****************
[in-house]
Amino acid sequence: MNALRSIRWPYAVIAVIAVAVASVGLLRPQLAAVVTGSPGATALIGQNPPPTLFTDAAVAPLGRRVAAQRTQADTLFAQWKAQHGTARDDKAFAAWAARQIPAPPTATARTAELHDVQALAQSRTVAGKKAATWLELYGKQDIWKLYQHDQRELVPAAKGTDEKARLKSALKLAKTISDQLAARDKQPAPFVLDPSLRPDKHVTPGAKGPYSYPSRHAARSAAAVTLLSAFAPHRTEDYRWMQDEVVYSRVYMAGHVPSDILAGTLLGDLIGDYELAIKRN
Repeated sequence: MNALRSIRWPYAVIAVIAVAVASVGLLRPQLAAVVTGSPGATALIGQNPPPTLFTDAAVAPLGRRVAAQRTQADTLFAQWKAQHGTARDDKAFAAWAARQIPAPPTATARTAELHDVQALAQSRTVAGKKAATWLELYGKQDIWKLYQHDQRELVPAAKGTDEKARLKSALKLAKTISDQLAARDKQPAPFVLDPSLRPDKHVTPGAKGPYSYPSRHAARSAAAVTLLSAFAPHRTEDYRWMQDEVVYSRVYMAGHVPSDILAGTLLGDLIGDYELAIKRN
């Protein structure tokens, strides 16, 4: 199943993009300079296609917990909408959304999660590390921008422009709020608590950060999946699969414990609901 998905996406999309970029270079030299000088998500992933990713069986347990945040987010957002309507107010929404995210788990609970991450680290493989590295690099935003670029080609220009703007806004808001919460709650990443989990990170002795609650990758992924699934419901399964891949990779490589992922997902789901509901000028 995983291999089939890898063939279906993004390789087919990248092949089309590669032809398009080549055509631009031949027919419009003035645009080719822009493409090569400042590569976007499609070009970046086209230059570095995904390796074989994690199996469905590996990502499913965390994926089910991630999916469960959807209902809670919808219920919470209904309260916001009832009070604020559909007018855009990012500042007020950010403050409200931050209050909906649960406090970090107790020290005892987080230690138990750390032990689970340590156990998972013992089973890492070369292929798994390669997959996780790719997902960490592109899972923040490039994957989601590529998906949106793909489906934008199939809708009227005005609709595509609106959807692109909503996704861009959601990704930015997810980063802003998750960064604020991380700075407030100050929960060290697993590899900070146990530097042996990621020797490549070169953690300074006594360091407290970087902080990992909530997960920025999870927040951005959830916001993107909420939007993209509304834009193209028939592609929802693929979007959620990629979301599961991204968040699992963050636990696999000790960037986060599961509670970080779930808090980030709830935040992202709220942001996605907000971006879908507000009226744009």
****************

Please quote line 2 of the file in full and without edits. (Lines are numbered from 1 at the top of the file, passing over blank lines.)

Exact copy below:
Amino acid sequence: MNALRSIRWPYAVIAVIAVAVASVGLLRPQLAAVVTGSPGATALIGQNPPPTLFTDAAVAPLGRRVAAQRTQADTLFAQWKAQHGTARDDKAFAAWAARQIPAPPTATARTAELHDVQALAQSRTVAGKKAATWLELYGKQDIWKLYQHDQRELVPAAKGTDEKARLKSALKLAKTISDQLAARDKQPAPFVLDPSLRPDKHVTPGAKGPYSYPSRHAARSAAAVTLLSAFAPHRTEDYRWMQDEVVYSRVYMAGHVPSDILAGTLLGDLIGDYELAIKRN